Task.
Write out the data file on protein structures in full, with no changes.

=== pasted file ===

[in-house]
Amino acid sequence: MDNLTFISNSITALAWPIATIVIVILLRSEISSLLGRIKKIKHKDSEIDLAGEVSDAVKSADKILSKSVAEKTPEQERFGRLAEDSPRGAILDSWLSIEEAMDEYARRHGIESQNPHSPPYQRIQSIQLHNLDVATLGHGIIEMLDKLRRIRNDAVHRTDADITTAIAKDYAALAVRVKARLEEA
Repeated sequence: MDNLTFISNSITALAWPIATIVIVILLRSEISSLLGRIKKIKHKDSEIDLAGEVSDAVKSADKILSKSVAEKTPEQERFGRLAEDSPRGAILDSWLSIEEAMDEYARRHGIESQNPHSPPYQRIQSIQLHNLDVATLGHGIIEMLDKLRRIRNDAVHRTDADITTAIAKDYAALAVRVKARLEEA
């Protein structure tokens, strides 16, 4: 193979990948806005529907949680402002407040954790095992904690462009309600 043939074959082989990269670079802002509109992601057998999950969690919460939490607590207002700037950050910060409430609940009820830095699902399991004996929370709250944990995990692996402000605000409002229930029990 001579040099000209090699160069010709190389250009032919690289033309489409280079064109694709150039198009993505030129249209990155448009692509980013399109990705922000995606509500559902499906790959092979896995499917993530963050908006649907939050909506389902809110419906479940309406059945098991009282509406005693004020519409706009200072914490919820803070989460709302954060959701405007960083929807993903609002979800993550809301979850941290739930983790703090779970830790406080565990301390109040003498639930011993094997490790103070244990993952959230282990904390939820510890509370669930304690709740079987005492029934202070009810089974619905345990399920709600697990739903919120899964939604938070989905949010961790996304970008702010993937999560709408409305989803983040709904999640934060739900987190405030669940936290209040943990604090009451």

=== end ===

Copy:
[in-house]
Amino acid sequence: MDNLTFISNSITALAWPIATIVIVILLRSEISSLLGRIKKIKHKDSEIDLAGEVSDAVKSADKILSKSVAEKTPEQERFGRLAEDSPRGAILDSWLSIEEAMDEYARRHGIESQNPHSPPYQRIQSIQLHNLDVATLGHGIIEMLDKLRRIRNDAVHRTDADITTAIAKDYAALAVRVKARLEEA
Repeated sequence: MDNLTFISNSITALAWPIATIVIVILLRSEISSLLGRIKKIKHKDSEIDLAGEVSDAVKSADKILSKSVAEKTPEQERFGRLAEDSPRGAILDSWLSIEEAMDEYARRHGIESQNPHSPPYQRIQSIQLHNLDVATLGHGIIEMLDKLRRIRNDAVHRTDADITTAIAKDYAALAVRVKARLEEA
């Protein structure tokens, strides 16, 4: 193979990948806005529907949680402002407040954790095992904690462009309600 043939074959082989990269670079802002509109992601057998999950969690919460939490607590207002700037950050910060409430609940009820830095699902399991004996929370709250944990995990692996402000605000409002229930029990 001579040099000209090699160069010709190389250009032919690289033309489409280079064109694709150039198009993505030129249209990155448009692509980013399109990705922000995606509500559902499906790959092979896995499917993530963050908006649907939050909506389902809110419906479940309406059945098991009282509406005693004020519409706009200072914490919820803070989460709302954060959701405007960083929807993903609002979800993550809301979850941290739930983790703090779970830790406080565990301390109040003498639930011993094997490790103070244990993952959230282990904390939820510890509370669930304690709740079987005492029934202070009810089974619905345990399920709600697990739903919120899964939604938070989905949010961790996304970008702010993937999560709408409305989803983040709904999640934060739900987190405030669940936290209040943990604090009451």